Richard Burns says he's had two dozen traffic charges thrown out of court.
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Richard Burns says he continues to be harassed by local law enforcement.
The Thunder Bay man says he's had about 100 run-ins with Thunder Bay Police Service officers over the past decade and believes it’s because twice he’s successfully filed complaints against the force.
The Office of the Independent Police Review Director found two TBPS officers guilty of unlawful exercise of authority after arresting Burns in 2011. Burns also won a settlement against police through the Human Rights Tribunal. From obstructed windshields to parking infractions, Burns said he has taken the violations to court 23 times and had the charges thrown out. He said the police are using the Highway Traffic Act as an excuse to harass him.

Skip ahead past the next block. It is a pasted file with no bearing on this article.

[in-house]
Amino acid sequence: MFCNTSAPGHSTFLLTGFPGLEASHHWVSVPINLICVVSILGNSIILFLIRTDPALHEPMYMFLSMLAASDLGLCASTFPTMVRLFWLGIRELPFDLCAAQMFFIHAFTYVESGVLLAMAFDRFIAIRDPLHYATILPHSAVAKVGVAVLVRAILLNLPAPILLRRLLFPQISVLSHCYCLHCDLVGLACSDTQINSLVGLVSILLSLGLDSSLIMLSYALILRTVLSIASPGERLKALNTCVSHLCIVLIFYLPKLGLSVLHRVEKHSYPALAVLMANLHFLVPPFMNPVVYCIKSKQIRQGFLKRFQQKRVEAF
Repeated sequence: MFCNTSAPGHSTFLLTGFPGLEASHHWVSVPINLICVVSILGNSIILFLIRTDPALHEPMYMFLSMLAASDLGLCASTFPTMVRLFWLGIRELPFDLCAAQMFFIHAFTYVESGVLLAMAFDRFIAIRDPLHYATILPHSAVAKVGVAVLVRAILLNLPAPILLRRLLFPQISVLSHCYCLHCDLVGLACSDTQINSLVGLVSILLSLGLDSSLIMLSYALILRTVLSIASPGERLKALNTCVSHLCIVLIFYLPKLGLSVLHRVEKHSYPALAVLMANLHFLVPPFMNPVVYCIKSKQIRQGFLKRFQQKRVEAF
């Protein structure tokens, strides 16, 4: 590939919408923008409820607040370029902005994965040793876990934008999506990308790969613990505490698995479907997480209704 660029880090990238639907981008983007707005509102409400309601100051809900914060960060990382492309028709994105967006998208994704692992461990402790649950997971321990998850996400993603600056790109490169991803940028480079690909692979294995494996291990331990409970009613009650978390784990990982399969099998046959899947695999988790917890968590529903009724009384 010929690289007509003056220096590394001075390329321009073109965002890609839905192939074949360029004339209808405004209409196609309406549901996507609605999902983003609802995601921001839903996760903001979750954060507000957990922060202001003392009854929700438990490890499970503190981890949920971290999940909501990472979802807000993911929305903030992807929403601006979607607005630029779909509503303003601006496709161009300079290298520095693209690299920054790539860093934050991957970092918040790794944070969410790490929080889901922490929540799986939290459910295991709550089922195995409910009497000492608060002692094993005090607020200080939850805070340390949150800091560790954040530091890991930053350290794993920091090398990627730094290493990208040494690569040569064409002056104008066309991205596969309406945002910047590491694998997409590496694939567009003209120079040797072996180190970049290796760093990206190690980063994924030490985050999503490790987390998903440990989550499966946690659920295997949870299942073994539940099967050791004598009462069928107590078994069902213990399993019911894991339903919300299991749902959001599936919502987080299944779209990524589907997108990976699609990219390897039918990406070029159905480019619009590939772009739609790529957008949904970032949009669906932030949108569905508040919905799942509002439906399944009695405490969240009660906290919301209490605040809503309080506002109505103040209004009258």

"That's neither random nor routine," Burns said Friday in an interview with Dougall Media reporters.
The OIPRD is now investigating his claims of systemic abuse and harassment. Burns said the past decade has taken its toll on him and he thinks the OIPRD and Human Rights Tribunal have failed to protect him, despite the findings.
"It becomes incredibly distressing," he said. "I have sort of reached the end of my ability to cope."
But he's more concerned with other people being harassed under the guise of the Highway Traffic Act. Burns wants to see fines for officers who initiate contact with a person without just cause. He's also concerned with the amount of taxpayer money spent laying charges against him and the subsequent reviews. He estimated it's in the $1-million range.
"How many homes in Thunder Bay does it take to put together a million dollars worth of taxes?" he said.
Police Association president Greg Stephenson says if the OIPRD investigation leads to a review, he's confident officers will be exonerated. He says any charges laid against Burns by officers are simply a case of them "doing their job.”
None of the allegations against police have been proven in court.
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